In 1986 William Turner, a Vancouver, BC based chartered accountant founded the Canadian Home Income Plan (CHIP) Corporation.[13] CHIP became Canada's first and only national provider of reverse mortgages after William Turner had spent 2 years studying the benefits and success of reverse mortgages in the UK and US.

In 1986, reverse mortgages had been used since the 1930s in the UK, and the 1960s in the US. The long-term success of the reverse mortgage was due to the demand for a flexible and secure[13] financing solution geared toward seniors. Applying this concept led to year over year growth and popularity of reverse mortgages.

The Canadian reverse mortgage was originally developed to help cash strapped seniors, but was used primarily by well-off seniors. These well-off seniors viewed the reverse mortgage as a way to gradually sell off their home without having to move. The most common use of the reverse mortgage is to pay for their children to purchase their first home or help grandchildren's educations.

CHIP gained creditability throughout the early 1990s as a secure, safe, and affordable way for seniors to finance their retirement. In 1997, CHIP finally landed its first major referral partner: Canadian bank TD.[14] CHIP and TD even had their own co-branded 1-800 number, which was 1-800-TD-9-CHIP. By 1999, 2 more major banks – Royal Bank, and Hong Kong Bank – offered CHIP as part of their retirement products.[13]

In 2001, reverse mortgages from CHIP became nationally supported and distributed in every province across Canada.[14] Throughout the early 2000s the reverse mortgage market in Canada grew in leaps and bounds, which led to interest from other international reverse mortgage lender.

In 2007, Seniors Money International (SMI) launched in Toronto, Ontario with big ambitions to compete with CHIP in many ways. Unfortunately, the timing of the launch of SMI was all wrong, and they were soon met by one of the most challenging credit markets of the last century.[15] As a result of the credit crunch and inability to find an ongoing source of funding, SMI had to stop accepting new business.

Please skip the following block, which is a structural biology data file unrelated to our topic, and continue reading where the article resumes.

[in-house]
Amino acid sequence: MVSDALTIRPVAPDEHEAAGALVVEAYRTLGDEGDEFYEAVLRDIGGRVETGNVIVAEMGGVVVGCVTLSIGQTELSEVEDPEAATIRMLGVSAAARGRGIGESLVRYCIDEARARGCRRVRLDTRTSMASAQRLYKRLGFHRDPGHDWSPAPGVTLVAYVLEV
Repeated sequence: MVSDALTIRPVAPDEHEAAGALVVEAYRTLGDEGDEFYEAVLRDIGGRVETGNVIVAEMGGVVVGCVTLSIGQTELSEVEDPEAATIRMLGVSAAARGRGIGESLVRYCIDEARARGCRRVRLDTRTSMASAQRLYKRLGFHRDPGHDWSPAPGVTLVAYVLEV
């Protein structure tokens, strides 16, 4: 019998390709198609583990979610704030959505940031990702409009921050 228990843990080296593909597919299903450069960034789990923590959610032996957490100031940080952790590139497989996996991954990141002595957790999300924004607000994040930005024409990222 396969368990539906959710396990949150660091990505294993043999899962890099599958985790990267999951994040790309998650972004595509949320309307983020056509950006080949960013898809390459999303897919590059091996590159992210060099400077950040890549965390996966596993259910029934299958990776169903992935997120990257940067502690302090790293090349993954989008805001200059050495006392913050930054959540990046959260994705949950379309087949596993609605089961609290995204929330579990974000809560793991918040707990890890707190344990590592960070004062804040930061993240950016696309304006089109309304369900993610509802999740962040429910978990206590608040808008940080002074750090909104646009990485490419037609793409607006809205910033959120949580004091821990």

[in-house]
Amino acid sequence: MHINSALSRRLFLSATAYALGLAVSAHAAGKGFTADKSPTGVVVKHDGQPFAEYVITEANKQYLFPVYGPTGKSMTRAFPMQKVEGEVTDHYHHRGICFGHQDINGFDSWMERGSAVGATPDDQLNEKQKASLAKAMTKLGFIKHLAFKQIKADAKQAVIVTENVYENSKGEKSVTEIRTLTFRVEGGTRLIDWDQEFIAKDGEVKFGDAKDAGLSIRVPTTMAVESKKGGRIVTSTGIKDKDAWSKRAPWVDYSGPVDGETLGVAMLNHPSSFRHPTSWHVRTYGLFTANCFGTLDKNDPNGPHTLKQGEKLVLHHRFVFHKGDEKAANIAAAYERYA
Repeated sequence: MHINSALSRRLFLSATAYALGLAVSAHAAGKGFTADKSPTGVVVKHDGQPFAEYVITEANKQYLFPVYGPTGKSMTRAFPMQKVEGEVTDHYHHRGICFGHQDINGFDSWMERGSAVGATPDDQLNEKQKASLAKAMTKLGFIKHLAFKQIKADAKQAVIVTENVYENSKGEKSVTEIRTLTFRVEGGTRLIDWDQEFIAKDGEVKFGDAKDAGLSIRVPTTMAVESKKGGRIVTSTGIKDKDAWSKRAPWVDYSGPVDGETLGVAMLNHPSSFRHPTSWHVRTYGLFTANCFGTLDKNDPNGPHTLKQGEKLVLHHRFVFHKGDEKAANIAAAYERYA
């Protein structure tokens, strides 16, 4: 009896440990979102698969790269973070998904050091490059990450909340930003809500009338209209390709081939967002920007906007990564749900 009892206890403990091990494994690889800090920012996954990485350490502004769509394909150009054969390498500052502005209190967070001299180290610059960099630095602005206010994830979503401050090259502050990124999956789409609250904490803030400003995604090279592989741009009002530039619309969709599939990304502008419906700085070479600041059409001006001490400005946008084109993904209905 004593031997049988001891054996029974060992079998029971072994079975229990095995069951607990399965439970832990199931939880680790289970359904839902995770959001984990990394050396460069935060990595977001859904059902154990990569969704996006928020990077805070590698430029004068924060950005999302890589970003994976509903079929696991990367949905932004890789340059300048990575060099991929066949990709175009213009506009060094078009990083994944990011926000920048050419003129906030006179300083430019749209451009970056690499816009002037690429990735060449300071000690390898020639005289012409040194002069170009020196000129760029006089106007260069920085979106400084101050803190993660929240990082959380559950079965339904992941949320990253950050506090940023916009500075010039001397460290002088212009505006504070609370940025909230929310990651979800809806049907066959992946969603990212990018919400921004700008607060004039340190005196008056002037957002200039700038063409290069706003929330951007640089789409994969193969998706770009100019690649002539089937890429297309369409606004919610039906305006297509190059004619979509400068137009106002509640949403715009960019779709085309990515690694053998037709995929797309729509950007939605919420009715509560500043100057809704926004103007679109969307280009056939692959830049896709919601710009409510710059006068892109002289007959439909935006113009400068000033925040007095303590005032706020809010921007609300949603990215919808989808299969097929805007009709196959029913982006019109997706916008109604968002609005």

Through the credit crunch CHIP kept going and in 2009 CHIP was granted letters of patent and began operating as a Schedule 1 Bank under the new name, HomeEquity Bank.[14] Since then, CHIP lowered the age requirement to 55[16] in 2011, and reduced their interest rates. Currently their interest rates are comparable to most banks' posted rates.

Since reverse mortgages entered into the Canadian marketplace in 1986, they have helped thousands of Canadian seniors unlock the equity in their home. As a result, the reverse mortgage product has gone from a niche product to a mainstream financial solution.[14]

Reverse mortgages in the United States[edit]

Eligibility[edit]

To qualify for a reverse mortgage in the United States, the borrower must be at least 62 years of age and must occupy the property as his or her principal residence.[17] In addition, any mortgage on the property must be low enough that it will be paid off with the reverse mortgage proceeds.[18] There are no minimum income or credit requirements because no payments are required on the mortgage. The proceeds from the loan may be used at the discretion of the borrower and are not subject to income tax payment. While credit is not part of the qualification process a current or pending bankruptcy will require court approval prior to closing. Reverse mortgages follow FHA standards for property types, meaning most 1–4 family dwellings, FHA approved condominiums and PUD's will qualify. Manufactured housing qualifies based on standard FHA guidelines.